Among the most familiar of all birds are the little brown ones that hop near our feet, searching for crumbs and seeds. Even most non-birders know that these unassuming creatures are called sparrows. They aren’t as colorful or charismatic as many other species of birds, but they are subtly beautiful and often diverse and abundant, so are worth a closer look!
|Sparrows frequent Bryant Park.|
|House Sparrow (Passer domesticus) distribution. Dark green = natural range, light green = introduced range.|
At first they can be difficult to distinguish. They are all small and brownish, with conical bills. The resemblance of our native sparrows to the House Sparrow is a great example of what’s known as convergent evolution: when unrelated creatures face similar selective pressures, they evolve similar characteristics. Dolphins resembling fish despite being mammals is a famous example. A streamlined body with fins is one of the best adaptive solutions to living & moving underwater (although there are entirely different evolutionary solutions, such as those of jellyfish or octopi).
In the case of sparrow-like birds, they are mostly ground-feeders that eat seeds. Their thick bills are stronger than those of nectar or insect-eaters, since seeds often have tough hulls. They generally are brownish in color to blend in with fallen leaves or dead grasses, and often have streaks to provide further camouflage, since the ground is a vulnerable place to be (not too many ground-dwelling birds are brightly colored).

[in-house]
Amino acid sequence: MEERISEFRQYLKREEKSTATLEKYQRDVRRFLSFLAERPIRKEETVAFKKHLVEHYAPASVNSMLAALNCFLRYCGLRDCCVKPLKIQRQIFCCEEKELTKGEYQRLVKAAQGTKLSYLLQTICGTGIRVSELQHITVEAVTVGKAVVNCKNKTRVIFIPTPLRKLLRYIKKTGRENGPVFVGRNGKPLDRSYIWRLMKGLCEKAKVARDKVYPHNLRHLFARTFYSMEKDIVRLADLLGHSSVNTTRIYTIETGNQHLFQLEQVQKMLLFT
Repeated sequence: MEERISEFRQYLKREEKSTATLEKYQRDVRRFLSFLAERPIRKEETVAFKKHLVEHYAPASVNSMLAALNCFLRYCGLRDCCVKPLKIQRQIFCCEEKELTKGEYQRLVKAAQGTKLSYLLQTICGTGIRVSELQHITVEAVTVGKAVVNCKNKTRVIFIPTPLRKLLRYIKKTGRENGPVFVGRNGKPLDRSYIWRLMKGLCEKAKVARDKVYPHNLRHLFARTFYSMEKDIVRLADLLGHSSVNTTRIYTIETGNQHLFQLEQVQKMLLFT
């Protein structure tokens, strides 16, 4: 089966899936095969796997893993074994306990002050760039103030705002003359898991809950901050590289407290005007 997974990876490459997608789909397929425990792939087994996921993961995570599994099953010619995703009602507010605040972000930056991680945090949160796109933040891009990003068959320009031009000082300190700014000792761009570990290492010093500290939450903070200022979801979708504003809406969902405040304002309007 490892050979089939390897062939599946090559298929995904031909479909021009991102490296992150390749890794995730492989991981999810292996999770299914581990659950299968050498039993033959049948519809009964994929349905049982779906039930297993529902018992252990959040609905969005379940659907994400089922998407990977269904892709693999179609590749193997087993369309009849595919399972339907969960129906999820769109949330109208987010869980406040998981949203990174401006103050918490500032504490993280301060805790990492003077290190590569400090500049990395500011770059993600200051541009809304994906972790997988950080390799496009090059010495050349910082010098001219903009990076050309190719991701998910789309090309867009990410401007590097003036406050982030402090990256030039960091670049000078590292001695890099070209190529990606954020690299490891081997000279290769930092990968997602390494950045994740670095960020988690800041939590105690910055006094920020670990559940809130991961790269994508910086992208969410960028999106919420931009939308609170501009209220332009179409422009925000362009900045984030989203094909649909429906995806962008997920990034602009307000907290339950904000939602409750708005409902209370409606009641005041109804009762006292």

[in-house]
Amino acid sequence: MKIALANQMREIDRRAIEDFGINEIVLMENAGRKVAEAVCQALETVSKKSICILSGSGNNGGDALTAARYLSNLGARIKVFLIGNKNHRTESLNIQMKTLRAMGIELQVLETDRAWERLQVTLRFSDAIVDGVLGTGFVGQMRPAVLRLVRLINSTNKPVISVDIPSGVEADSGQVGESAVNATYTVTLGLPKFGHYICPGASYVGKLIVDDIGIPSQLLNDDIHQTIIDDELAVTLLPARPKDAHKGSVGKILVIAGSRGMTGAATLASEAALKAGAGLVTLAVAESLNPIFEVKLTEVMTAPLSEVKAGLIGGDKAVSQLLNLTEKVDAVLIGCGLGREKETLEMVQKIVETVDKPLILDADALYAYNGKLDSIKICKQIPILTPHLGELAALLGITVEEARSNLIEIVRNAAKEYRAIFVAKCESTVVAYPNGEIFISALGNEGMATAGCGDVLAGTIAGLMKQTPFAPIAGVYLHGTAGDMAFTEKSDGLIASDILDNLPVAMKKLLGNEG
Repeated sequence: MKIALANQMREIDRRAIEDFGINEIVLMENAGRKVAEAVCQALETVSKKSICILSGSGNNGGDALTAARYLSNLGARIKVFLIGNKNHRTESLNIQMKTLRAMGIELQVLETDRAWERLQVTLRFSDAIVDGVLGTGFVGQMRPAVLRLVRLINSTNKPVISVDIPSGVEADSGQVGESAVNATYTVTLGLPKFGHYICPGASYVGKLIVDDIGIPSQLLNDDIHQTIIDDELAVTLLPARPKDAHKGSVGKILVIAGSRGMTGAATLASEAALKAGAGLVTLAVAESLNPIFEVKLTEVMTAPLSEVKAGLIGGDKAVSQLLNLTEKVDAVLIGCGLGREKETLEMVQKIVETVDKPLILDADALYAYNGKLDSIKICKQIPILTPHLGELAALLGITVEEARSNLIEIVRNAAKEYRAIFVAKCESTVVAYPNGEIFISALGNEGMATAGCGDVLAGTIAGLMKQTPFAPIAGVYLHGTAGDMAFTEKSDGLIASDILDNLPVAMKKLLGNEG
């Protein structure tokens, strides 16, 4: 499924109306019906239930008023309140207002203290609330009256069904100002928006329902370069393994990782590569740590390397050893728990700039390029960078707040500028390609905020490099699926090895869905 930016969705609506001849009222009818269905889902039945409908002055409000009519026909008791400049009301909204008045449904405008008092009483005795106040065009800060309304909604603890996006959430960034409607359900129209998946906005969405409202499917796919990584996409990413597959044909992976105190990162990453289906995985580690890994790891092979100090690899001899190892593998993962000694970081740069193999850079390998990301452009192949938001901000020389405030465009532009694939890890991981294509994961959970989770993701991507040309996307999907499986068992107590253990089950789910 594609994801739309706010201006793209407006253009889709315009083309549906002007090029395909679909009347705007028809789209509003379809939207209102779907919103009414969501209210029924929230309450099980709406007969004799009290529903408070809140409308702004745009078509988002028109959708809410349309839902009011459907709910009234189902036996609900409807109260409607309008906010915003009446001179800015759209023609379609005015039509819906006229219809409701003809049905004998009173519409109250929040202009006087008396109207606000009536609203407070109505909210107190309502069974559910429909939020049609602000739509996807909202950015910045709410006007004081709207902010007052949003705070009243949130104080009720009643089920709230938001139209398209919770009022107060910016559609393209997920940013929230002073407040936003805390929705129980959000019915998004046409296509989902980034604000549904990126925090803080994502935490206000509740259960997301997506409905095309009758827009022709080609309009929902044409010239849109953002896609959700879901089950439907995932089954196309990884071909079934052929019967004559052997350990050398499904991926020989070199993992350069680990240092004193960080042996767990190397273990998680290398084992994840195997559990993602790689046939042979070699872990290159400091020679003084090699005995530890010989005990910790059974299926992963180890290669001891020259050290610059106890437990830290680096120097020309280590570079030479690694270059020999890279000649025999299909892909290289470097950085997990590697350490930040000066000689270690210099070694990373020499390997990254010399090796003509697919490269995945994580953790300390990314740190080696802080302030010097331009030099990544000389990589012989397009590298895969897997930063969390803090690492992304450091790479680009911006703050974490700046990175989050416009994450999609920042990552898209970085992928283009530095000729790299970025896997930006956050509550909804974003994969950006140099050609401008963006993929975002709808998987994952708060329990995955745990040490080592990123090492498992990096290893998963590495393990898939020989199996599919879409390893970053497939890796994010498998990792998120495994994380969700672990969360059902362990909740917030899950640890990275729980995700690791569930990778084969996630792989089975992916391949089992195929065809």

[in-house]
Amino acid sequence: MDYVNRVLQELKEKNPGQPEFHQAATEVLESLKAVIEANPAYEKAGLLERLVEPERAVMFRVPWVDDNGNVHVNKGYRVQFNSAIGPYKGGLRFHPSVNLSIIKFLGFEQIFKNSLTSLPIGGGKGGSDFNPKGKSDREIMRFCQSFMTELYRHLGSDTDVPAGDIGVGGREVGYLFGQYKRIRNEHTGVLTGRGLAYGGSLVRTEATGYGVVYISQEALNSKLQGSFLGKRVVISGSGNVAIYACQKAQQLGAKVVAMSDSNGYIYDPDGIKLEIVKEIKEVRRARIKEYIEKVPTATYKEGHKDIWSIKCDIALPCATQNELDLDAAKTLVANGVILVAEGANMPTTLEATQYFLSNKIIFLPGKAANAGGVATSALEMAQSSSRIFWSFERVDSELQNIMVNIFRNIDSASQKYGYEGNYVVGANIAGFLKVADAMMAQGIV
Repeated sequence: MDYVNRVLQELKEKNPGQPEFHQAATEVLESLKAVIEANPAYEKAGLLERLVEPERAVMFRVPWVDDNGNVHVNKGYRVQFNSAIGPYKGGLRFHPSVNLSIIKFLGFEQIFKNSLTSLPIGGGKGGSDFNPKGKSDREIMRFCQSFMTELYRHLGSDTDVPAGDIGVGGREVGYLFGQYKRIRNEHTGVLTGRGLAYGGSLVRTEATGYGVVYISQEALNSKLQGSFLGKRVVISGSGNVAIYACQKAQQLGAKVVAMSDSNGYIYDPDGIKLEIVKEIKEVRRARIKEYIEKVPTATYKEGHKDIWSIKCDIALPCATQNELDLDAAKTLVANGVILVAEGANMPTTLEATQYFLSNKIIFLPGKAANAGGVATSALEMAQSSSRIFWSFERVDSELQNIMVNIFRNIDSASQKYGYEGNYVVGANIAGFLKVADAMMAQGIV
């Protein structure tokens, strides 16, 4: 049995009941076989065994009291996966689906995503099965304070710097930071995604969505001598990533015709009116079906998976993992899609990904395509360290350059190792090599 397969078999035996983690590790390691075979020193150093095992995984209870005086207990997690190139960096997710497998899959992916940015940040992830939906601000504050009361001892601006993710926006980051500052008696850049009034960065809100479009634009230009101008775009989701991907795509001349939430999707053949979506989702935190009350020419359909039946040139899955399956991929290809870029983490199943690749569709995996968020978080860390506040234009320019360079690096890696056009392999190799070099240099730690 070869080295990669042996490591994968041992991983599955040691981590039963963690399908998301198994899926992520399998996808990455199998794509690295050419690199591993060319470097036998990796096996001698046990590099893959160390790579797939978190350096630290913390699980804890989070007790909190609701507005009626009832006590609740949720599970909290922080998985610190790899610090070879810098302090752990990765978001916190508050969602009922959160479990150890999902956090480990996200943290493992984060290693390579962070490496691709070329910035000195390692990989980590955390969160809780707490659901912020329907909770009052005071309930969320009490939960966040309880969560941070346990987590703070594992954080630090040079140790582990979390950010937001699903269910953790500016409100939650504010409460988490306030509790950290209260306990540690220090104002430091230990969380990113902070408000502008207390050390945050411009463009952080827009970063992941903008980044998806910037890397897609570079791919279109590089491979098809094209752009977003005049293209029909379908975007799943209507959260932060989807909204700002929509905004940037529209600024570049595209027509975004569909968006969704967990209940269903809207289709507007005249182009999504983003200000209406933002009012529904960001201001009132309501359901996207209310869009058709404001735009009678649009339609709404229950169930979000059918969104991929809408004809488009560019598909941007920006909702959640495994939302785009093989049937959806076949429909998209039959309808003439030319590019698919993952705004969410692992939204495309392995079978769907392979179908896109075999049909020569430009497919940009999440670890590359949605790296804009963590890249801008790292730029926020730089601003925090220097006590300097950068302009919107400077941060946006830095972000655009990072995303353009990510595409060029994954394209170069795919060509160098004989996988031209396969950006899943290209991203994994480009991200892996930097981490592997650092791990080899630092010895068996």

|Sparrows congregate on seasonal mum displays.|
A good way to begin to pick out the native sparrow species is to spend some time in the morning or on your lunch break observing the sparrows in the park. The House Sparrows should be the most obvious & abundant species; if you are eating a scone or a sandwich, they will often gather near your feet or even hop on your table in search of crumbs. Study them to begin to discern the differences between the more colorful (relatively speaking) males and the nondescript, tan-colored females. Once you are thoroughly familiar with this species, you can begin to notice the native, migratory sparrows, which will more often be hopping around in the hedge rows and flower beds than under the tables (although sometimes they join the House Sparrows in search of bread crumbs).
In part II of this post, I will explore some of the more common native sparrow species that can be found in Bryant Park, and how to tell them apart.